When I was young, I wrote.
When we were about 6, my friend and I would sit at my blue Smurf picnic table in the family room of my house, armed with crayons. One of us would write the story and the other would illustrate it. When I was in first grade, my class had regular writing assignments, and we’d take our carefully written and illustrated creations down the hall to the “publishing center” where it was spiral bound like a treasure. I loved being a creative writer. When I was in seventh grade, I wrote half of a novel on our family computer.1
At some point after seventh grade, I stopped writing fiction2. Even until a few years ago, I thought I wanted to write fiction, but I never have. I don’t know why. Too many other papers over the years, now too much books blogging? Too much self-consciousness, realizing I am not that good? Maybe I just prefer nonfiction, but I wish I had the creativity for fiction I had as a child.
Pam Allyn’s Your Child’s Writing Life (published by Penguin USA, 2011) is about the need to nurture our children’s writing and creativity. It’s a handbook for the parent to open up opportunities throughout the child’s childhood. Ms Allyn talks about why nurturing your child’s writing life is important, the various stages to watch for in your child’s development, strategies to help the reluctant writer3, writing prompts to get children started, and suggested books to read together for discussion opportunities and ideas.
Your Child’s Writing Life is, as the title suggests, geared towards parents. Ms Allyn is giving advice for those after school hours. The teacher may find gems for helping bring more creativity into the classroom (especially with the chapters with writing prompts), but most of the book suggests a cozy home environment conducive to sitting down and writing whatever one wants, without the pressure of an assignment, just for the sake of personal enjoyment.
What really stood out to me on finishing this book is that just as reading with your child is an indicator of future success, encouraging your child to write regularly beyond school work likewise aids in future success. Creativity is a must for adapting to new situations in the home and work place. One wonderful way to encourage creativity is by encouraging writing.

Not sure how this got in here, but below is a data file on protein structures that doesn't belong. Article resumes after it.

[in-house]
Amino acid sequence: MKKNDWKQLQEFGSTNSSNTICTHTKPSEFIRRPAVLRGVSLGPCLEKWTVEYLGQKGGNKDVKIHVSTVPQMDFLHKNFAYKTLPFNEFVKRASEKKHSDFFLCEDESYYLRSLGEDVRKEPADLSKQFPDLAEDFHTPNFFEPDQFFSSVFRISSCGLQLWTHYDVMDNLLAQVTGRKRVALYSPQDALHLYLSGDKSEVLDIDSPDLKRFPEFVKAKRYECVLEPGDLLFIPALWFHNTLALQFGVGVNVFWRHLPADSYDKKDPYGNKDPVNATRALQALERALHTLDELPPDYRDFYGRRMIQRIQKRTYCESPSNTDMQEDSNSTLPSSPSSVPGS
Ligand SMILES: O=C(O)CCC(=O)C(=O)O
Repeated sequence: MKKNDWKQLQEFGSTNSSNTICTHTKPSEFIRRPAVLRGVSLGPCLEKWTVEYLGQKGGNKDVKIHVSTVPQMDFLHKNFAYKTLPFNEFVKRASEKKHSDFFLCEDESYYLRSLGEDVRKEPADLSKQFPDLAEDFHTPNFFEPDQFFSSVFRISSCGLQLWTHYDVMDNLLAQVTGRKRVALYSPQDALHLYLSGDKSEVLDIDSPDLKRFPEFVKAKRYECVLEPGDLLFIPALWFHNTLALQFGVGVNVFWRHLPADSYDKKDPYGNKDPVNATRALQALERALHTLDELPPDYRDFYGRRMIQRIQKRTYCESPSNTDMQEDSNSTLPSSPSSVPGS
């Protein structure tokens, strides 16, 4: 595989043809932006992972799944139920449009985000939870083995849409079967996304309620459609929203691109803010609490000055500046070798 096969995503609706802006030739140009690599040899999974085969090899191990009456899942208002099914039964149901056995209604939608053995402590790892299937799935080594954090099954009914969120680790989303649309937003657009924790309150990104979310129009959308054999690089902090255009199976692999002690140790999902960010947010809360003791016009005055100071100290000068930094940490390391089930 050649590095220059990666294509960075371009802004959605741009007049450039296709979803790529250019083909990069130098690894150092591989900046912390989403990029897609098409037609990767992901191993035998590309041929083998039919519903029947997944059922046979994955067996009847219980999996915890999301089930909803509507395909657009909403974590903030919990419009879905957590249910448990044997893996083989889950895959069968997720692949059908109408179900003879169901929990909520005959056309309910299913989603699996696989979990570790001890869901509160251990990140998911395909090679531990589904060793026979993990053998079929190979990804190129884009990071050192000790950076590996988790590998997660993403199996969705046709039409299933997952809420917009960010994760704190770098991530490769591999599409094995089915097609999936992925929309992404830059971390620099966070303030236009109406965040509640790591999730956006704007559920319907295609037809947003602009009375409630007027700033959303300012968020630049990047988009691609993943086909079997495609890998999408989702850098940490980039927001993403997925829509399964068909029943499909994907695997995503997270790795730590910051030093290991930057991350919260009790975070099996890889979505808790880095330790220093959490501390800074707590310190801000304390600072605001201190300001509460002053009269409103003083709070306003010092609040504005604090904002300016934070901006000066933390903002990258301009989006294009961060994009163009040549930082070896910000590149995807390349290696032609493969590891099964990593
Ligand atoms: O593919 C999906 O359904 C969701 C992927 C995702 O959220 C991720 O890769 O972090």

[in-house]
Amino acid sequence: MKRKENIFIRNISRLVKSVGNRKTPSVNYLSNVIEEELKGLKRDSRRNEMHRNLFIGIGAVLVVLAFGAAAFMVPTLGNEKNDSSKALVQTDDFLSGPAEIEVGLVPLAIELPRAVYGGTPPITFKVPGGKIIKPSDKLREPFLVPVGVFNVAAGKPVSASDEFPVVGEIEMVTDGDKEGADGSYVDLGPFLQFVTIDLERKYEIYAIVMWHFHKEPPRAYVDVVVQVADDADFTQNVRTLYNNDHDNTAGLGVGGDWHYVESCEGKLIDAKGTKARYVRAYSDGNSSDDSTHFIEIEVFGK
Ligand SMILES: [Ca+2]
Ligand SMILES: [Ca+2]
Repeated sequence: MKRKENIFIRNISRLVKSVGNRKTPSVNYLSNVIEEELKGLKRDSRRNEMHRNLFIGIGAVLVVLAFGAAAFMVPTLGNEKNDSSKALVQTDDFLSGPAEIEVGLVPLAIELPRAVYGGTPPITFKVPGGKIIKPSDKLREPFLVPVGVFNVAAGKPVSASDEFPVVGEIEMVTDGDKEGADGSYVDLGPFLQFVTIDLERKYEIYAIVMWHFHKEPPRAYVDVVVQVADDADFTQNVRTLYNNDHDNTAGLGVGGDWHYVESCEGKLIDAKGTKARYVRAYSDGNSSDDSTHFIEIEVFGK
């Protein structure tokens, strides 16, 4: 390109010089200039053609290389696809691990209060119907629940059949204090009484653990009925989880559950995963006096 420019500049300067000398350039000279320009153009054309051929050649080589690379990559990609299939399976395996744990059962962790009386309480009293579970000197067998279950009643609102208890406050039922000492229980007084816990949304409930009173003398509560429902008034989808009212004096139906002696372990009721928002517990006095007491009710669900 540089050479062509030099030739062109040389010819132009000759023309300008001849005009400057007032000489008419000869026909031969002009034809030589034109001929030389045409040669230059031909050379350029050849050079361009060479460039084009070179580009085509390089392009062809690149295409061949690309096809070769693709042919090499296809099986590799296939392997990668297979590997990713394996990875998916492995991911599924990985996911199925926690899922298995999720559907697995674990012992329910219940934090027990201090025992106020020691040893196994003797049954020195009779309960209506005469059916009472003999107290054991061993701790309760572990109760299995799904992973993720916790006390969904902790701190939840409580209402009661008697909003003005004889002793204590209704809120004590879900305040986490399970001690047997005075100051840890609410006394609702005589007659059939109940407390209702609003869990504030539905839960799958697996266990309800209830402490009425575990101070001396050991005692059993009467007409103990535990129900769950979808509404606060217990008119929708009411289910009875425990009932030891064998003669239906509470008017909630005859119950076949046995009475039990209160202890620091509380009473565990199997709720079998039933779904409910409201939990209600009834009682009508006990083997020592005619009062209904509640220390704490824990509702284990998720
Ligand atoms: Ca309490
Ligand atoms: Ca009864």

My favorite chapter was that which discussed the different stages of writing. Although my son cannot yet physically write with a pen, he still has stories to tell. Ms Allyn’s book encouraged me to ask him for his stories, and he’s enjoyed creating them with me. Here’s one of my favorites from the past weeks, dictated straight from Raisin’s mouth.
Winnie-the-Pooh and the Mice
June 21, 2011
by Goldbug (or so Raisin informs me; Goldbug is his best imaginary friend)
Once upon a time, there were some mice. And the mice tried to find their friend Pooh. The mice looked up and down, here and there, front and back, left and right. But they couldn’t find him. And they started looking for Winnie-the-Pooh. They went to a bush and looked behind it. But Winnie-the-Pooh wasn’t behind it. They saw a snake behind the bush! And they go to a tree and looked behind. But they didn’t see Pooh. They saw Owl. That means they were in Hundred Acre Woods. And they looked right across from it. And they saw a house. And they looked behind the house, and they saw their friend Winnie-the-Pooh. And that’s the end.
What I liked about this story was the fact that Raisin started with an end in mind: he knew that by the end, the mice would find Winnie-the-Pooh. He also followed patterns in the search, and gave a little adventure with the snake. Some of his other stories were like random dreams, ending up anywhere compared to the beginning or the title. I can see progress after just a few weeks of our “writing time” together. I hope we continue it, because it’s fun to see his creativity. I’ve also got him to journal, for me, the time he spent with the babysitter and grandma while I was in New York. That was fun, as he detailed every stoplight essentially.
Ms Allyn’s book reminded me that although I strongly encourage reading in the home by reading with him frequently, I don’t often model the writing side of creativity. Raisin can mostly read already thanks to our picture book shelves, but how often have I written stories with him? Maybe once every six months we write a story and illustrate it together. That needs to be more frequent. Besides, I’m now inspired to rediscover my own fictional muse. She must be dormant somewhere inside.
I read Your Children’s Writing Life via Netgalley courtesy the publisher, Penguin.
- It was a time travel to the 1980s from the very distant future, and it was supposed to have a romance between seventh graders by the end. I think it was the romance that kept me from finishing it, since seventh-grade me had never yet had a “romance” that I could write about. Unfortunately, my novel has been lost so I can’t share the gems from the 2078 I’d created. ↩
- I remained a compulsive journal writer, and obviously have taken my writing into a blog instead. ↩
- I mentioned I was reading a book on the subject to a sister-in-law and she asked “Does she address what to do when a child won’t write?” In answer, I say, yes, there is a chapter. But, I don’t know how easily Ms Allyn’s techniques may be applied in an individual situation. I read the book with my unique perspective as the mother of an almost four-year-old. I can see the steps to creating a life-long writer. I don’t know how I’d apply the ideas to an older child because I haven’t gotten to that point in my mothering yet. I feel inexperienced to respond to the hows of mothering an older child. ↩